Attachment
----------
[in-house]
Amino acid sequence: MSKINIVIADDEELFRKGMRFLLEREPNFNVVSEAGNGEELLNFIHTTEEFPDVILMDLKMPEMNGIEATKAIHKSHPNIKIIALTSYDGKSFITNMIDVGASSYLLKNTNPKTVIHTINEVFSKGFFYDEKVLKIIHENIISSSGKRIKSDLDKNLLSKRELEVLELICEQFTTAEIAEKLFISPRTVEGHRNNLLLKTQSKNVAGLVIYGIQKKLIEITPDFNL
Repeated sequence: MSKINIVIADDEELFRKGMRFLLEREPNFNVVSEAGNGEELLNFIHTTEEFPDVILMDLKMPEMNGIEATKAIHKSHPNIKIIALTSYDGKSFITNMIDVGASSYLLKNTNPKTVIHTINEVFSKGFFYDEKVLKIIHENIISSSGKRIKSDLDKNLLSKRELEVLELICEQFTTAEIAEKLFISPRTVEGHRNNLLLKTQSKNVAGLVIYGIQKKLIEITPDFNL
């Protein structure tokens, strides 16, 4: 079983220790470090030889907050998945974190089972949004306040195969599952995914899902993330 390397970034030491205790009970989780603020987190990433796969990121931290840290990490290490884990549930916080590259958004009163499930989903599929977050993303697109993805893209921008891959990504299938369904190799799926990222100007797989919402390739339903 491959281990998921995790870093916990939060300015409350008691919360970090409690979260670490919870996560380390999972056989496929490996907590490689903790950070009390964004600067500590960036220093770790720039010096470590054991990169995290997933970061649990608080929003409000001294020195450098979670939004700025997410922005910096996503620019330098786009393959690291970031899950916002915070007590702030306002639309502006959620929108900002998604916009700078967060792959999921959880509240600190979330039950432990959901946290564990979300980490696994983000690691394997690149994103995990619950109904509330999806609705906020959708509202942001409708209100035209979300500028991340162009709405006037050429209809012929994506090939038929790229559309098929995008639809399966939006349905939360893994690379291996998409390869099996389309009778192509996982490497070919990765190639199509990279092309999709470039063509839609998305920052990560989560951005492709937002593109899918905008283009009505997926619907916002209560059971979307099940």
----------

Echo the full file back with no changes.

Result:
[in-house]
Amino acid sequence: MSKINIVIADDEELFRKGMRFLLEREPNFNVVSEAGNGEELLNFIHTTEEFPDVILMDLKMPEMNGIEATKAIHKSHPNIKIIALTSYDGKSFITNMIDVGASSYLLKNTNPKTVIHTINEVFSKGFFYDEKVLKIIHENIISSSGKRIKSDLDKNLLSKRELEVLELICEQFTTAEIAEKLFISPRTVEGHRNNLLLKTQSKNVAGLVIYGIQKKLIEITPDFNL
Repeated sequence: MSKINIVIADDEELFRKGMRFLLEREPNFNVVSEAGNGEELLNFIHTTEEFPDVILMDLKMPEMNGIEATKAIHKSHPNIKIIALTSYDGKSFITNMIDVGASSYLLKNTNPKTVIHTINEVFSKGFFYDEKVLKIIHENIISSSGKRIKSDLDKNLLSKRELEVLELICEQFTTAEIAEKLFISPRTVEGHRNNLLLKTQSKNVAGLVIYGIQKKLIEITPDFNL
């Protein structure tokens, strides 16, 4: 079983220790470090030889907050998945974190089972949004306040195969599952995914899902993330 390397970034030491205790009970989780603020987190990433796969990121931290840290990490290490884990549930916080590259958004009163499930989903599929977050993303697109993805893209921008891959990504299938369904190799799926990222100007797989919402390739339903 491959281990998921995790870093916990939060300015409350008691919360970090409690979260670490919870996560380390999972056989496929490996907590490689903790950070009390964004600067500590960036220093770790720039010096470590054991990169995290997933970061649990608080929003409000001294020195450098979670939004700025997410922005910096996503620019330098786009393959690291970031899950916002915070007590702030306002639309502006959620929108900002998604916009700078967060792959999921959880509240600190979330039950432990959901946290564990979300980490696994983000690691394997690149994103995990619950109904509330999806609705906020959708509202942001409708209100035209979300500028991340162009709405006037050429209809012929994506090939038929790229559309098929995008639809399966939006349905939360893994690379291996998409390869099996389309009778192509996982490497070919990765190639199509990279092309999709470039063509839609998305920052990560989560951005492709937002593109899918905008283009009505997926619907916002209560059971979307099940």